Spontaneous alternation behavior is a memory task well-suited to circadian studies, so it is worth taking a moment to provide some background. SA behavior is mainly used as an assay of spatial working memory. As such, it is an excellent metric for the immediate and long-term effects of a treatment, such as jet-lag, on memory. SA tasks allow for frequent (daily) re-testing of individual animals without decrements in performance (Douglas, 1989). Unlike fear conditioning or food rewards, SA does not produce arousal or require training sessions, all of which can produce daily timing signals. It is also highly sensitive to disturbances in cholinergic pathways from the medial septum (MS) to the dentate gyrus (DG) of the hippocampus. The only known projection of the SCN to the entire limbic system is not to the hippocampus, but to the ventrolateral subregion of the lateral septum (LSv) which has reciprocal projections to the SCN (Watts et al., 1987; Watts, 1991; Morin et al., 1994; Kriegsfeld et al., 2004; Figure 5). GABAergic fibers from the LSv target the MS (Risold and Swanson, 1997), which is a major source of acetylcholine (Ach; Dutar et al., 1995; Teles-Grilo Ruivo and Mellor, 2013). Cholinergic projections from the MS innervate the DG and CA regions of the hippocampus (Haam and Yakel, 2017), but it is the projections to the dentate that underlie SA behavior (Gold, 2003; Solari and Hangya, 2018). Because this circuit is essential for SA behavior, the SA task is essentially a biometric readout of the integrity of this circuit.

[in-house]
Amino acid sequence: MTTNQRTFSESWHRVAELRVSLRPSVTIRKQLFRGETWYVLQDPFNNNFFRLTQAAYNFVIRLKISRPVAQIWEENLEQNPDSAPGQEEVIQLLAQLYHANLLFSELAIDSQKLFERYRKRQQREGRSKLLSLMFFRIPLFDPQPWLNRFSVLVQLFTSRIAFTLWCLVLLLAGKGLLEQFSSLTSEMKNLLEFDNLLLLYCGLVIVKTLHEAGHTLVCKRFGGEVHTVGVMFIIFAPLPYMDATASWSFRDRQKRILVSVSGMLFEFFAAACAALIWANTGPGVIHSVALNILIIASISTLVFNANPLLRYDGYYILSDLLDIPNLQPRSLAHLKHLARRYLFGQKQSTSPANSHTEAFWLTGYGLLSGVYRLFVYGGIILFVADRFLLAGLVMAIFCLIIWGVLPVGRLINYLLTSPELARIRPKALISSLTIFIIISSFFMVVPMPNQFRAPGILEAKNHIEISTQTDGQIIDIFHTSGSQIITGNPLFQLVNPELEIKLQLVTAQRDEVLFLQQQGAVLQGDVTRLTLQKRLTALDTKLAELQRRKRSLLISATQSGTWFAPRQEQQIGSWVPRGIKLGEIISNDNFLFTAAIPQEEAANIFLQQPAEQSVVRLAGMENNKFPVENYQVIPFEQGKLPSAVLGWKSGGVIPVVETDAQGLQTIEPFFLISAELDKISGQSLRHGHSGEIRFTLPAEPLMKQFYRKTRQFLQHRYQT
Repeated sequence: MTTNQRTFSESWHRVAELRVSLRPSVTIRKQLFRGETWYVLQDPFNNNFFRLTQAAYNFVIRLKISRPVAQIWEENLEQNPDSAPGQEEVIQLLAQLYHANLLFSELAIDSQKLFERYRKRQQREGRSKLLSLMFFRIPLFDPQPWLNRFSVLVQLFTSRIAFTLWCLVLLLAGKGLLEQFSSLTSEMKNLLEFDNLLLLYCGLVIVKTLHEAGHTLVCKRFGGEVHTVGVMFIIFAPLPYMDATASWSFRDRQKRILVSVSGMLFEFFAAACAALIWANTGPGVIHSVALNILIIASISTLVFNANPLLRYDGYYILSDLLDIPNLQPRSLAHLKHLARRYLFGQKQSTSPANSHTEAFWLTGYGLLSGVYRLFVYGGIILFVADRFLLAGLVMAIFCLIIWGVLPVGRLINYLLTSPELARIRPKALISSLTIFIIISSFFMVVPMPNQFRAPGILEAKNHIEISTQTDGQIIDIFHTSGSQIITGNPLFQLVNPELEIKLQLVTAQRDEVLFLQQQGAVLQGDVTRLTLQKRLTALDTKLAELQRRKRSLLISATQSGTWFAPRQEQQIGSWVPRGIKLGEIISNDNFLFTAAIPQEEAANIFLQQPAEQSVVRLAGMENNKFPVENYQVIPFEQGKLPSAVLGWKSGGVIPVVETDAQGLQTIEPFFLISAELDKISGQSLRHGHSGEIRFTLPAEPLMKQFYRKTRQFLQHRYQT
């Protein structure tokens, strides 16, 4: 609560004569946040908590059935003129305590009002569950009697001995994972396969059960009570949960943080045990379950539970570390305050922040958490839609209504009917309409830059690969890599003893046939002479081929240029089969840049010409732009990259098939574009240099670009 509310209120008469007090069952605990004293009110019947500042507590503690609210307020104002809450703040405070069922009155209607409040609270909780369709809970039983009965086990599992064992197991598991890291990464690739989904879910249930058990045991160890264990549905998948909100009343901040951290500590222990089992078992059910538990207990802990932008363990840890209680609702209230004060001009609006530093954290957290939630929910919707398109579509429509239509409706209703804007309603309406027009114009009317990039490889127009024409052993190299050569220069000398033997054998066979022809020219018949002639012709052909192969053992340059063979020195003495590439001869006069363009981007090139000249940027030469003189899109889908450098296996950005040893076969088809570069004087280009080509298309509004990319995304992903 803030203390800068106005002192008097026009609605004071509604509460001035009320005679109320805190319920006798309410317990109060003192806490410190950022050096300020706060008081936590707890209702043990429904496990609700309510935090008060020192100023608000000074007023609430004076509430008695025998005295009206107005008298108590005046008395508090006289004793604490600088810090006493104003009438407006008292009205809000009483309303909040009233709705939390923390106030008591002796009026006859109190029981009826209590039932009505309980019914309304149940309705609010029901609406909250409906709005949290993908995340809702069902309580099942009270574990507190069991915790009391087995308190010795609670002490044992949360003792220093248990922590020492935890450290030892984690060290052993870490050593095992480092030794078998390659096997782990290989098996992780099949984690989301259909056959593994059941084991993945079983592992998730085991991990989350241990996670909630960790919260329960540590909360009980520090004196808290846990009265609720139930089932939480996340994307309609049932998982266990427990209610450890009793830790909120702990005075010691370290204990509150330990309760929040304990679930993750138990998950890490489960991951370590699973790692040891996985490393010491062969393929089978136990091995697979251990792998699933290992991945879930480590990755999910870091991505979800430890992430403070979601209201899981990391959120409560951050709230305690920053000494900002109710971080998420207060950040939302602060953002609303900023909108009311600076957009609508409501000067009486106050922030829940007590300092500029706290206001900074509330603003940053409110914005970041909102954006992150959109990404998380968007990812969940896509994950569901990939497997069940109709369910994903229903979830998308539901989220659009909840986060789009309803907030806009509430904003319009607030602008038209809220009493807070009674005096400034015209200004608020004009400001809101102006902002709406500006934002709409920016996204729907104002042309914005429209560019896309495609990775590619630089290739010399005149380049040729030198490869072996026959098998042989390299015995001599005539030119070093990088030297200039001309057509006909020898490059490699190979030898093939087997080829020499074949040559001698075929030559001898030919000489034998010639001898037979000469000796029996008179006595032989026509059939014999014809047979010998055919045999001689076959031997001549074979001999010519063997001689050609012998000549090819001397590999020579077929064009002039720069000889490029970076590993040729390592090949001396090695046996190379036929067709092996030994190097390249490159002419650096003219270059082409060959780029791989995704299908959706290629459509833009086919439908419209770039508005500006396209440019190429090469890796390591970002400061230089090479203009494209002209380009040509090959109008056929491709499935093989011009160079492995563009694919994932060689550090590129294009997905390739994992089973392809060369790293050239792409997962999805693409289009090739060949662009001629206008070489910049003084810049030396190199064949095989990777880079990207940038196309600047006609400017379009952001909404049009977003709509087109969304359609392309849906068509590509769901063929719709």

FIGURE 5
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Figure 5. A neuroanatomical model of a proposed SCN-septum-dentate circuit. For the sake of clarity, only the elements of the model discussed in the text are illustrated here. The projections from each structure are shown as gray arrows. The SCN has reciprocal connections with the ventral lateral septum (LSv). GABAergic fibers from the LSv innervate the medial septum (MS) shown here without the diagonal band of Broca. MS fibers containing Ach, GABA, and glutamate project to all subregions of the hippocampus, but only the dentate gyrus is shown. Fibers from the LSv to the SCN are primarily vasopressinergic (VP). See text for details and citations. Image credit: Allen Institute.

I am indebted to my colleague, Fabian-Xosé Fernandez, for introducing me to the literature on SA behavior and for his collaborative efforts in developing our working model describing the functional connectivity between the SCN and hippocampus (Ruby et al., 2008; Fernandez et al., 2014). A more detailed primer on SA behavior compiled by Dr. Fernandez may be found in Ruby et al. (2017, Supplementary Material). Briefly, SA behavior was first observed in rats over 100 years ago (Hunter, 1914). Since that time, it has been reported for insects, crustaceans, fish, reptiles, birds, rodents, and humans (Hughes, 1989; Lewis et al., 2017). Animals are intrinsically motivated to keep track of information relating to the location of food, predators, and potential mates (Barnett, 1958; Berlyne, 1966). These behaviors, collectively termed exploration, ultimately result in the creation of a cognitive map, which is a complex internal representation of the environment’s physical space (Tolman, 1948; O’Keefe and Nadel, 1978, 1979). Animals continue to update their spatial representations of places over time, maintaining the accuracy of these representations via regular bouts of patrolling (Nadel, 1990). If the environment they are patrolling is given a specific spatial framework, such as a T-maze, they will travel systematically from one endpoint of the apparatus to the next, alternating more than two-thirds of the time (Tolman, 1925; Gerlai, 1998).